Rodney Falls (and Hardy Falls), Washington

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The upper portion of Rodney Falls in September 2017

When I visited Portland, Oregon, this past September, wildfires showed up in the Columbia River Gorge. They were intense enough that many of the waterfalls in that area were off limits. Some of them are just now coming back to life in late December. So I decided to head to the less-visited Washington side of the Columbia River Gorge.

There are a number of waterfalls on the Washington side, though they’re not as well advertised or always as accessible. Woodburn Falls and Pothole Falls are both further west in the city of Camas. Rodney Falls and Hardy Falls are about 20 miles east in Beacon Rock State Park.

The hike to both falls is on the medium/moderate side. It’s about a 2.5 mile round-trip, but it is consistently uphill on the way to the falls. As I hiked along, there were remnants of ash from the other side of the gorge! It makes you realize how forest fires could travel even across a rather large river. The hike is not difficult to follow until you get very near the end. And then it’s just a bit confusing about where you should really focus your effort and attention.

I would usually separate posts about these two falls, but Hardy Falls isn’t worth a separate post. There is a spur that leads to an “overlook” of Hardy Falls, but it was almost impossible to see the falls due to plant growth. It might be a better view in the winter months when leaves aren’t on the trees. I’ve read that there is a way to get to the base of Hardy Falls, but it seems rather precarious to me. It’s a 90′ waterfall, and it wasn’t clear how you’d get to the base. I thought following some of the trails would lead me closer, but they didn’t.

If I were to go in the summer, I would instead focus most of my time and energy on Rodney Falls, which is a bit further upstream along the same stream. At 80′ overall, it’s not as tall as Hardy Falls, but it is much easier to view. The biggest drop is approximately 40′ if I understand correctly, and while you can’t get directly next to the falls, you can get very close. It’s actually a very cool view.

Directions:

  1. From Vancouver, WA, drive east along WA-14 to Beacon Rock State Park.
  2. Pass the ranger station to your left, and then take a left onto a road signed for camping/hiking. This road will climb uphill.
  3. You’ll want to go to the parking area for the Hamilton Mountain Trailhead. There is a fee to visit the park, and you can pay it at a self-service station.
  4. From there, start your hike along the Hamilton Mountain Trailhead. It’s about 1.25 miles to the waterfalls. The trail does continue on to Hamilton Mountain.

Accessibility: 6/10 (moderate)
Height: Hardy Falls: 90′, Reagan Falls: 80′
Length of Hike: 2.5 miles roundtrip

Where in the World is Hardy Falls and Reagan Falls?

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Can you see Hardy Falls? It’s actually pretty tall!

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Woodburn Falls, Washington

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Woodburn Falls in October 2013

I visited Woodburn Falls over two years, so I had to try and remember where this waterfall was located and how to possibly arrive at the falls. Oddly enough, I did have a pretty clear recollection that the falls was on some spur trail at a park.

If you are in Portland, Oregon, there are many amazing waterfalls near the city. There are also a few waterfalls near Portland on the other side of the Columbia River in Washington. One park in Camas, Lacamas Lake Regional Park, has 3 smaller waterfalls in the park’s boundaries. I posted information about Pothole Falls previously. I honestly found that waterfall (and Lower Falls) by wandering next to Lacamas Creek (which is relatively easy to find). Woodburn Falls isn’t on the main creek, but instead on a different creek. It’s got its own separate side-trail that leads to the falls from the main trail.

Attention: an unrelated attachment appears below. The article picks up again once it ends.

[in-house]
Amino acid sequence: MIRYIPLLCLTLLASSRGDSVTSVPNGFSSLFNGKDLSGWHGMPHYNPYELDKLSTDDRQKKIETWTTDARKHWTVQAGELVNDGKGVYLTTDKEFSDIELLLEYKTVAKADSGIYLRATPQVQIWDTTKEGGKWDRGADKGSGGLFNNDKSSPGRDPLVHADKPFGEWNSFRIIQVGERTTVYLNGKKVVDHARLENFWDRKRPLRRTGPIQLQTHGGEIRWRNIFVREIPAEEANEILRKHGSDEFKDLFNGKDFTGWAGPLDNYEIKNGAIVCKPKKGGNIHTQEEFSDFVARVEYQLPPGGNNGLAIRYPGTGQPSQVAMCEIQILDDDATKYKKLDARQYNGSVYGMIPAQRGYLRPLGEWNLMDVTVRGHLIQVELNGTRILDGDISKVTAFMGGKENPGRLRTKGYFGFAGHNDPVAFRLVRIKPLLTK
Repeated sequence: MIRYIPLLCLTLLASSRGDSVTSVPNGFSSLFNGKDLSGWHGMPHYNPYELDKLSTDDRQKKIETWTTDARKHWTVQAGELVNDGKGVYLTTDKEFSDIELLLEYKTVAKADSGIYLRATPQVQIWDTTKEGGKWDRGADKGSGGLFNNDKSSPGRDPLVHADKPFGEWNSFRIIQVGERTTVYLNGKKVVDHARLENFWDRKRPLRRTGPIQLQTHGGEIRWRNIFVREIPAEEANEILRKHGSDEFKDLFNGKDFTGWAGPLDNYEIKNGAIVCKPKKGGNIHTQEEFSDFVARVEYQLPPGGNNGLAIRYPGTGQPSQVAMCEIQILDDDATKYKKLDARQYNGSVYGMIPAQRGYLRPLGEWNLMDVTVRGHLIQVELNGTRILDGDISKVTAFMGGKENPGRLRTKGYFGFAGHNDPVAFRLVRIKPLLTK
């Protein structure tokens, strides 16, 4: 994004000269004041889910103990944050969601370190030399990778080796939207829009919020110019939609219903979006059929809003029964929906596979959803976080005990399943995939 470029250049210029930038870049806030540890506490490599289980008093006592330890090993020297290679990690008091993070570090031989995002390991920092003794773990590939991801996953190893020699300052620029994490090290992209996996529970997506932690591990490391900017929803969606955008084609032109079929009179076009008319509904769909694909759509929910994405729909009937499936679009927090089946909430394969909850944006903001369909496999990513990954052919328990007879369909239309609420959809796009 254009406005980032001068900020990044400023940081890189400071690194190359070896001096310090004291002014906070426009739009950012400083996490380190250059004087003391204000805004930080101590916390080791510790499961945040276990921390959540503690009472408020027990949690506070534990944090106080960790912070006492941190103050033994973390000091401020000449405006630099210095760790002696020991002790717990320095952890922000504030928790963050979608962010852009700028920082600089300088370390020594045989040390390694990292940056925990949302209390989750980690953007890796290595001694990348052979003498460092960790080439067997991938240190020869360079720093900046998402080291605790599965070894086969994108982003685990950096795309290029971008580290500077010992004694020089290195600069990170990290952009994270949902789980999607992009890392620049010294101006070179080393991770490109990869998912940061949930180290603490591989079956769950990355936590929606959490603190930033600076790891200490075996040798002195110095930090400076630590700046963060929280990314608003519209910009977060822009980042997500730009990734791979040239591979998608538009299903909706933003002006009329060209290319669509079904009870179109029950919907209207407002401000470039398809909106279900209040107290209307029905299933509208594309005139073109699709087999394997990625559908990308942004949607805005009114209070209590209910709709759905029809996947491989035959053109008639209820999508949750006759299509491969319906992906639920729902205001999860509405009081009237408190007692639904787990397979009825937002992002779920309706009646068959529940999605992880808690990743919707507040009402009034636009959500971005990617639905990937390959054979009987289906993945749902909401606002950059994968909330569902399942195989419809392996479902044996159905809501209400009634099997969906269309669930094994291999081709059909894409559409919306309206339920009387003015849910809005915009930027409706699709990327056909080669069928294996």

I found it to be relatively easy to find. I think there were very clear signs posted that helped find the falls. And while there wasn’t a huge amount of water flowing, it still was actually pretty good for October. Woodburn Falls also happens to be relatively calm and quiet since it’s off on its own. I don’t think there were any other people at the falls when I reached my destination.

Directions:

  1. From I-205, take WA-14 East toward Camas.
  2. Exit WA-14 onto 6th Avenue.  Continue along 6th Avenue.
  3. Turn left onto NE Garfield Street (WA-500). You will veer left, and then turn right right, continuing on WA-500 (now known as NE Everett Street).
  4. There is a parking area on Everett Street, and there is also one just a short distance further up along NE 35th Avenue. The parking area on Everett Street is clearly signed, and ends up being an easier starting point. There is more parking at the 35th Avenue spot, but it is a little more difficult to determine where to begin. The park does have some of the best signs/maps I have seen, so follow the signs if in doubt. This map helps greatly.

Accessibility: 8/10 (easy/moderate)
Length of Hike: ~ 1 mile one-way
Height: 15′

Where in the World is Woodburn Falls?

Weisendanger Falls, Oregon

Weisendanger Falls in September 2015

I first visited Multnomah Falls seven years ago or so. I visited the falls later in the day after visiting a number of other waterfalls in the area, and doing a number of hikes, some of them longer than I expected. I knew there were other waterfalls upstream from Multnomah Falls, and really wanted to see them. (I often try to hit many falls in a day.)

At that time, I don’t think I really understood what it meant to climb approximately 600′ or so in a matter of 1 mile. It is truly an uphill battle. I’m not really sure there’s any point where it flattens out (for more than 2 or 3 feet). The first try, I got maybe 2/3 of the way up and gave up. I didn’t have enough energy to go the rest of the way. I was disappointed, but too tired to really significantly care.

I did visit Multnomah Falls a few years later, but didn’t even think of going up. So when I arrived in Portland about two weeks ago, I had some time during the evening. I didn’t want to drive extremely far to see a waterfall, so I figured I might try the hike to Weisendanger Falls again. I hadn’t done much during the day except sit on a plane.

This time, I was successful. It was still difficult, I was panting much of the way up, and my legs did feel sore after. I think one of the things that helped this time were the markers indicating which switchback I was on. I don’t remember these being there last time… There are 11 switchbacks. It may help to know that you’ve reached the top at switchback 9. The other two are downhill toward Weisendanger Falls (or the other viewpoint for Multnomah Falls). The final portion of the hike to Weisendanger Falls is actually very enjoyable. It was rather warm for this early September day (in the mid-to-upper 80’s), and the downhill portion was much cooler as it was isolated, keeping some of the heat out. It was definitely worth the hike to see the falls!